Not great enough, though, to stick together. The Sparrows came close to signing with a major label, but trying to deal with business and music at the same time was too much, and the group fell apart. Karlzen was devastated. "I wasn't really planning on continuing music because it was so heartbreaking," she says. "But once you start doing music, it becomes part of your life, so I was recording and writing in my house, and making little 4-tracks and on the weekends going to play acoustic clubs." Mark Scandariato, who'd also been in the Sparrows, played with her on these dates, and eventually they came to the attention of Rich Ulloa, who'd worked with the Mavericks. Ulloa suggested that Karlzen do a CD as a solo act, something she wasn't particularly interested in. "I'd been crushed by my previous experience, and I didn't think I had the strength or the ability or the talent," she says. "I was feeling pretty worthless. So Rich came along, and he really had more faith in me than I did. So we kept recording, and it just turned into a CD."
That 1992 release, titled Mary Karlzen was "very lo-fi. We recorded it on a 16-track at Mark's house, did the vocal tracks in the bathtub," says Karlzen. "It was also very somber, which reflected the bad period I was coming off of." The Florida media liked what they heard, and Karlzen put together a band, recorded a follow-up EP, Hide, and went on the road. But outside the state she was still an unknown, which meant she could end up playing a club where the audience consisted of the bartender and a couple of his friends. So she found a Miami area filmmaker, did a video of a track called "A Long Time Ago" and started shopping it around. CMT and TNN both decided to give it a try, since the song had a bit of a country flavor, and eventually her videos ended up on VH-1, where Karlzen earned the distinction of having the most played indie video in the network's history. Then came opening slots for performances by Bob Dylan, John Hiatt and Jackson Browne, and the attention of Atlantic, which signed her for a CD, put her in the studio with such established hands as Aronoff, Tench and Los Lobos' David Hidalgo and told her to go ahead and create Yelling at Mary.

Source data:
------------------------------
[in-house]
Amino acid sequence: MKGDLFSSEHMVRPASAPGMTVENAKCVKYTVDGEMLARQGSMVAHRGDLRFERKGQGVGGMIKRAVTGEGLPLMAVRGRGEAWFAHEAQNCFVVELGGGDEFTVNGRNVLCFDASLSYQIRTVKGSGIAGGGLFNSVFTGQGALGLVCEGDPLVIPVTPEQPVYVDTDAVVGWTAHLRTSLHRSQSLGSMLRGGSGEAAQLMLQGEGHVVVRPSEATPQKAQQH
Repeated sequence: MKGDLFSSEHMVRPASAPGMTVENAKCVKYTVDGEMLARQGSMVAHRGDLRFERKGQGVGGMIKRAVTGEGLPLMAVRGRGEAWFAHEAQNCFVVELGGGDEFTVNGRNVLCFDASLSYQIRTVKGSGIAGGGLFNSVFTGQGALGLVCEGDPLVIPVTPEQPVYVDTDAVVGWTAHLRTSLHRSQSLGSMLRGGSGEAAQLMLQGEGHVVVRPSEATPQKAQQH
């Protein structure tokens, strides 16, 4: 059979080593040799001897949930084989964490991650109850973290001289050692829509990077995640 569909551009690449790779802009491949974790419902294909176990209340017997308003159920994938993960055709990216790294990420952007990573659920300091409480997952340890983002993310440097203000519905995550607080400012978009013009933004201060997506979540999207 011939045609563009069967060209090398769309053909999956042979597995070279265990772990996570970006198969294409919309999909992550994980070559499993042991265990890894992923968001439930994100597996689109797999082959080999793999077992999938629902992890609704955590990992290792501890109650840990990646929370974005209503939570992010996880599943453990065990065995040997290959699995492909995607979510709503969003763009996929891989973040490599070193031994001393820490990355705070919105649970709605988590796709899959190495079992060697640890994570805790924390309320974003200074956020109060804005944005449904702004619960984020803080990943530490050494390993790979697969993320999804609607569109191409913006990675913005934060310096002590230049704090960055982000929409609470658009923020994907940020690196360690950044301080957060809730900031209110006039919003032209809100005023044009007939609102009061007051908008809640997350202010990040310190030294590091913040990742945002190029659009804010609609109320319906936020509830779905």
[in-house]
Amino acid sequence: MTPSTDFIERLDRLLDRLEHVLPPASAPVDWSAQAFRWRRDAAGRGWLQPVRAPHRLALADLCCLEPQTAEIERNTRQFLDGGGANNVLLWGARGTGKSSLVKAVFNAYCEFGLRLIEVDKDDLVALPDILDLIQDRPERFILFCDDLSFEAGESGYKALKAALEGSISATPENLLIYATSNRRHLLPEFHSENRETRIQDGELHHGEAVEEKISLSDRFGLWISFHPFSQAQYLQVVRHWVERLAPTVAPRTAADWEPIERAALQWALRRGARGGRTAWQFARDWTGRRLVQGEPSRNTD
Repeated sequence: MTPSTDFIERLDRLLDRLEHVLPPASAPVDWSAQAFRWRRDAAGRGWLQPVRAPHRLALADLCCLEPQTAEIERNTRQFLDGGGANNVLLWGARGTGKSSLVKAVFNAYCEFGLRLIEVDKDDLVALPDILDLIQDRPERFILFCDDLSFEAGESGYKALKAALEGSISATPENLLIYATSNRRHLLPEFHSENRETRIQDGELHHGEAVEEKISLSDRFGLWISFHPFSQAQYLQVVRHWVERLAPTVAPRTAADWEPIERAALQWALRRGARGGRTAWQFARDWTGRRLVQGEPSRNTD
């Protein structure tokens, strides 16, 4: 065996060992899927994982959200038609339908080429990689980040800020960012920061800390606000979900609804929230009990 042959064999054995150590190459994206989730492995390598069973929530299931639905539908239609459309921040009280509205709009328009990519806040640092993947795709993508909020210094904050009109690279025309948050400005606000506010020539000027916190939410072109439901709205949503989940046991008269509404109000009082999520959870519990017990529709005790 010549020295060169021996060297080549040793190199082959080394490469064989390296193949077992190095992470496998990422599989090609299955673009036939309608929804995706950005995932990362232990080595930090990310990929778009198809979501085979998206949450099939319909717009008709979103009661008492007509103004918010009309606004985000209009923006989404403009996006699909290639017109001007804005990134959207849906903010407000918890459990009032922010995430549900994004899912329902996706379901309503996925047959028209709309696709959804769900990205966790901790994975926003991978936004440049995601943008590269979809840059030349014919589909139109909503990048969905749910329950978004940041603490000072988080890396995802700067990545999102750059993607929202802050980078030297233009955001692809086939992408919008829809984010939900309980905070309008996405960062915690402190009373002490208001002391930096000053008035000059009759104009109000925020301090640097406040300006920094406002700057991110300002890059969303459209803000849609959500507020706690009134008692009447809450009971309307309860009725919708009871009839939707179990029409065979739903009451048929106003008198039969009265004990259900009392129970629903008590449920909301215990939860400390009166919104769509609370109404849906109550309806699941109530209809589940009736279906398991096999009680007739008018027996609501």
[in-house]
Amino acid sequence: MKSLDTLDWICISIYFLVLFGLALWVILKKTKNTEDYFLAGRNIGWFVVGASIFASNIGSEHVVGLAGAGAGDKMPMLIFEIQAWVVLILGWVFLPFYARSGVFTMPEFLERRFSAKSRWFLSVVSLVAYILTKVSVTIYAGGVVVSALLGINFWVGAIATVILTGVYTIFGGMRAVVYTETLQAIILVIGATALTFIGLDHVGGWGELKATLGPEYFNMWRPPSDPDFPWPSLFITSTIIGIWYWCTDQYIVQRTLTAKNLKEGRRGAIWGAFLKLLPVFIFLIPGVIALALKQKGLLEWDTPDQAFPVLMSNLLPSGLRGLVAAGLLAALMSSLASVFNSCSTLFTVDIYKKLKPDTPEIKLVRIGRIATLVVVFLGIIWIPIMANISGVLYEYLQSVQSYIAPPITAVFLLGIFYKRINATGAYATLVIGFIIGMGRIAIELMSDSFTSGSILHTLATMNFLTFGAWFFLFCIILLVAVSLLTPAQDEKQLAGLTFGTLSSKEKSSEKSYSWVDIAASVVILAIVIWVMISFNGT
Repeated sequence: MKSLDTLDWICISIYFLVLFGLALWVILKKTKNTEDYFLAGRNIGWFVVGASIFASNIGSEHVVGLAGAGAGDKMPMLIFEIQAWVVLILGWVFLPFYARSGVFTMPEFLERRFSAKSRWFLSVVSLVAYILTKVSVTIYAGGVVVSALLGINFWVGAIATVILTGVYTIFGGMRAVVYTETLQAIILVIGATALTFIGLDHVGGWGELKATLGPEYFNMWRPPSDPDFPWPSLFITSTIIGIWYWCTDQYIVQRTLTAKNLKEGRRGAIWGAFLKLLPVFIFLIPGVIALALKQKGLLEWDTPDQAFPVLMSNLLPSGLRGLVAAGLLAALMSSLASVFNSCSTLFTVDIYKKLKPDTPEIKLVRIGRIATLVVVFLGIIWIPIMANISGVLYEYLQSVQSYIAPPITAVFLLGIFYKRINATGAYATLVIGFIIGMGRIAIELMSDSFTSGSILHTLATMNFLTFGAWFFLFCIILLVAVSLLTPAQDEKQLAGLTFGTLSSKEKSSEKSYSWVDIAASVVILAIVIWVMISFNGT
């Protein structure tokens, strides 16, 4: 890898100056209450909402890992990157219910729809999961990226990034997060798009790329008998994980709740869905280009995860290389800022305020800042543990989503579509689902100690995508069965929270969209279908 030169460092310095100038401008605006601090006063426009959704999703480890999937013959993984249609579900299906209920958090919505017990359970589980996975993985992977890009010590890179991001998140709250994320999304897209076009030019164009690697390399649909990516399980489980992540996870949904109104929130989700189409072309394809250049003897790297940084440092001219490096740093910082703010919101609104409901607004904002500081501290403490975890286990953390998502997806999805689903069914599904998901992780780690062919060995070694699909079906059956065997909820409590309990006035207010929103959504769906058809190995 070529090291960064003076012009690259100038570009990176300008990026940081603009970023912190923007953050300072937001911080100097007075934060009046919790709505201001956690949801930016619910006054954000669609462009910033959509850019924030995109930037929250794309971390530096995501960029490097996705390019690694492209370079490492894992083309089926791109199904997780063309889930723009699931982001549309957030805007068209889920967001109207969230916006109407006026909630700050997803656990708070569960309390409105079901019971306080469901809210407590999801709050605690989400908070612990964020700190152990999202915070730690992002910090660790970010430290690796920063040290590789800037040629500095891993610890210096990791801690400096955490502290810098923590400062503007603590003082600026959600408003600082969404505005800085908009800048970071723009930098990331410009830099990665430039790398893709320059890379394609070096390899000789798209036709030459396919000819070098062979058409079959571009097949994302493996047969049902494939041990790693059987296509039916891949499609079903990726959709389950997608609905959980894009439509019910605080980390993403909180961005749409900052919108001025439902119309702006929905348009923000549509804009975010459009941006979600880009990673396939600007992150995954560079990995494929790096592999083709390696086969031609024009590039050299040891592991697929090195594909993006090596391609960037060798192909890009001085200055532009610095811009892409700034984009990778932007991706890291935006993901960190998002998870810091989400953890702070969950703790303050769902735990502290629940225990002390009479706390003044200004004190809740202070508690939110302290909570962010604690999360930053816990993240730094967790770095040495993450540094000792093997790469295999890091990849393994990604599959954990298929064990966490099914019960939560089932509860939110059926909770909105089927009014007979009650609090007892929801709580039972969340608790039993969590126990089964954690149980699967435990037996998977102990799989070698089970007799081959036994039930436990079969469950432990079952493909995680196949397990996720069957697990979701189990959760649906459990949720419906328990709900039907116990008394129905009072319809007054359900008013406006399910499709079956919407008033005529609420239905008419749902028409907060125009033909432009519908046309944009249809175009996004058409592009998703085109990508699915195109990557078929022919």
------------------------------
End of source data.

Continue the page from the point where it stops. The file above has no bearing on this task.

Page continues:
"I'd wanted to use my own band on the CD, but Atlantic thought they didn't have enough experience," says Karlzen. "They only let me keep Mark Scandariato as a guitarist. Not that it was too overwhelming to record like that, because the people were so gracious. If I told them to play left handed, they'd do it."
The CD has been out in the stores for two months now, but Karlzen says she has no idea how well it's doing. "I let other people handle the business now," she says firmly. "I just do the music. I tried to do the business before, and it didn't work." She has noticed, though, that in towns where her CD gets decent radio play, she attracts larger crowds than she's been used to in the past. Where it doesn't get radio play, though, "it's just a handful, " she says. "It's like starting all over again, and it can be really difficult, because you just get tired of going to club after club and playing for four people."
Still, starting all over is better than not starting at all, and Karlzen sounds like she's settled in for the long haul, just waiting for that overnight success. "Yeah, I guess you can say that," she laughs. "I suppose I've decided I can actually make a career of this music thing now."
Mary Karlzen plays at the Urban Art Bar on Saturday, April 9. Doors open at 8 p.m. Tickets cost $6. Call 523-0192 for info.